It may be the most wonderful time of the year, but it is also the most stressful too as the holidays bring extra demands, yet not extra resources. Thankfully, there are informal mindfulness practices we can use at any time to lessen the impact of stress, and unite our minds, bodies and hearts in the present moment.

Below are mindful TIPs (Taking In (the) Present) for coping with common holiday stresses. We can end rumination or rehearsing and rehashing thoughts with these mindful TIPs, attending to our direct experience network to increase well-being.

Busy Schedules and Rumination

As if our schedules are not full enough as entrepreneurs, the holidays can bring extra obligations to overflow our calendars. Just thinking about our schedule and to-do lists can send us ruminating with anxiety. As a result, we may notice an increased heart rate, tension, or even insomnia as we continue to ruminate perpetuating the stress. When you notice you are anxious, try the following techniques.

mTIP: Breathe

Take a few slow deep breaths to trigger the calming effect. Breathe in deeply through your nose- sensing the cool air, and feeling your chest rise. Hold the breath for a moment and then gently exhale slowly through your mouth, noticing the chest falling. Repeat this cycle two more times- taking in, absorbing, and releasing your breath. Try this technique as you transition from events, or when you find yourself ruminating. Additionally, look at your calendar and prioritize events that are essential, and those that can be delayed or declined. Remember, when you say “no” to one thing or person, you say yes to another. Maybe it’s time to say yes to yourself.

Waiting in Lines and Impatience: Tired of standing and waiting in store lines? Wishing for people to move a little faster on both sides of the counter? Or stuck in traffic that seems to be going nowhere?

mTIP: Soles of Your Feet

End impatience by sensing into the soles of your feet. If standing, focus your attention by balancing equally on your feet. Sway slightly from side to side, noticing what you feel as your weight shifts. Balance equally once more, focusing your attention on sensations in your feet, starting with your toes. Shift your weight forward to feel the pressure of your toes touching the floor. Shift your balance and attention now to the outer edges of your feet. Lastly, move your weight and attention to your heels. What do you notice? Firmness, moisture, or nothing at all? If you are driving and stuck in traffic, you can feel into your hands on the steering wheel, using the same concept of moving your attention to your palms and then fingers. What sensations do you notice?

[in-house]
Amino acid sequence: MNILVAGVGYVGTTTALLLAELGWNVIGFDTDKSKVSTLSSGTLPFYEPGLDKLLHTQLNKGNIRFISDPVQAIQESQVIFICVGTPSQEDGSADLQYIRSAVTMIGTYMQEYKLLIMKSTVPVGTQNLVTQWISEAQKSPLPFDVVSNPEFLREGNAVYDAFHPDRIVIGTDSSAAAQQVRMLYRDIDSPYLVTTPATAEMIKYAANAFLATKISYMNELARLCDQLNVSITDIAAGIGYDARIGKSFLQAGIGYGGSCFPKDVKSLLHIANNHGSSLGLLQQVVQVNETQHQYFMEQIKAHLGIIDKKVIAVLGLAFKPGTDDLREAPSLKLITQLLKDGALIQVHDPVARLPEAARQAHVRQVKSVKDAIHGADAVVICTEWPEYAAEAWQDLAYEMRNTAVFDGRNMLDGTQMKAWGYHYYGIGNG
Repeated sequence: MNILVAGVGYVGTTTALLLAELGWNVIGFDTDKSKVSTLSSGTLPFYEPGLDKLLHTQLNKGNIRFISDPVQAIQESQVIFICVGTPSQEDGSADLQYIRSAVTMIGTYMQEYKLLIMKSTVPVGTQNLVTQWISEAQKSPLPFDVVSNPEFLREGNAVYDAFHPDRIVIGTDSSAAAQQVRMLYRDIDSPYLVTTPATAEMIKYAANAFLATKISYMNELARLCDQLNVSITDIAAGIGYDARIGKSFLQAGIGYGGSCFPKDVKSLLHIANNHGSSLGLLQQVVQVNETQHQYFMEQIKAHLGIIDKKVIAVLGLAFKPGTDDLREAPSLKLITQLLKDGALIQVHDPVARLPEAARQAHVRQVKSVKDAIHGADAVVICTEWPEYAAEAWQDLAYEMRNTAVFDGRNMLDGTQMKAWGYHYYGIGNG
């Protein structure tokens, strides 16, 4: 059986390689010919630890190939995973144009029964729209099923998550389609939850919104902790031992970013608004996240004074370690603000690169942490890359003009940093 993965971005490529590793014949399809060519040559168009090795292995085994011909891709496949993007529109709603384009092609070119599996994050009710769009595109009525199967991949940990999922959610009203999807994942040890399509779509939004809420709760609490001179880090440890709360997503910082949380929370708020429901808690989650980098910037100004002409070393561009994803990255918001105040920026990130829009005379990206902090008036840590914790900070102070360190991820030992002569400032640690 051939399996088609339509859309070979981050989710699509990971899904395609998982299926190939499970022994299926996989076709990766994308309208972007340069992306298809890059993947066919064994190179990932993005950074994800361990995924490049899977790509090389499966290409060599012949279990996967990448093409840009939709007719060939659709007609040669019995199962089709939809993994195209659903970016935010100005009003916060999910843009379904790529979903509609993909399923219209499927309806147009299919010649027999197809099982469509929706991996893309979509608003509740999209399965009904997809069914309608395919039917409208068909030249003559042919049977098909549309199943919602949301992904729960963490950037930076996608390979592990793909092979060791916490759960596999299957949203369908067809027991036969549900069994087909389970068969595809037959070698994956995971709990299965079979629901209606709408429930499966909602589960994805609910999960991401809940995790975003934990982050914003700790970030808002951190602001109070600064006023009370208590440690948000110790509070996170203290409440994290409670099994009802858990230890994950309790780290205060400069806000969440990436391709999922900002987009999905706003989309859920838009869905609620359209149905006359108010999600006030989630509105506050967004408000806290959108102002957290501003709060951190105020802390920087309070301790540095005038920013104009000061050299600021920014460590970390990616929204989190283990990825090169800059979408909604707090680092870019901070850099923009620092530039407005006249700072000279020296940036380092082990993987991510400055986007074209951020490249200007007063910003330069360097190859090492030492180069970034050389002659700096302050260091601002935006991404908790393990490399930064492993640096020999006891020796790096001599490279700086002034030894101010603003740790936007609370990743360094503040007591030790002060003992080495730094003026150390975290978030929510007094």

Over Eating: Are you eating more mindlessly than mindfully this holiday season? People tend to consume more calories over the holidays—which could be due to stress or even social obligations. Whichever way you slice it, you may find yourself full, or on the contrary, hungry if you disengage from the eating process.

mTIP: Attend to the Details & Savor

During your next meal, focus your attention on the details of one bite: color, shape, texture, and smell. Notice what happens inside your mind as it forms opinions about the food. Put the bite into your mouth, and notice what happens inside your body. What do you sense in your mouth: hot, cold, hard, or soft? Is the flavor more intense on one side than the other? Swallow this bite, following it to your stomach. Savor the experience, being with whatever you are feeling. Then notice if you are satisfied, or want more? Try eating your first three bites of your meal this way. Notice how it affects your experience?

These are general TIPs for reducing stress mindfully this holiday season. For more ideas on how to bring mindfulness into your daily life, see my blog and posts on From Stressed to Blessed, Part I, and Part II, and Eating, Drinking & Being Mindful.

Merry WoodruffAbout the author: Merry Woodruff, MA, is a Certified Mindfulness and Wellness Coach and Teacher. She has personally witnessed how mindfulness can change lives for the better, from stress reduction to self-compassion, to eating and living consciously. We have more power over our well-being than we think, if we just increase our awareness around it. Merry holds an ACC designation from the International Coach Federation, and received her mindfulness training from the Mindfulness Coaching School,, and the Mindfulness-Based Professional Training Institute at the UCSD Center for Mindfulness. Connect with Merry on Twitter: @being_merry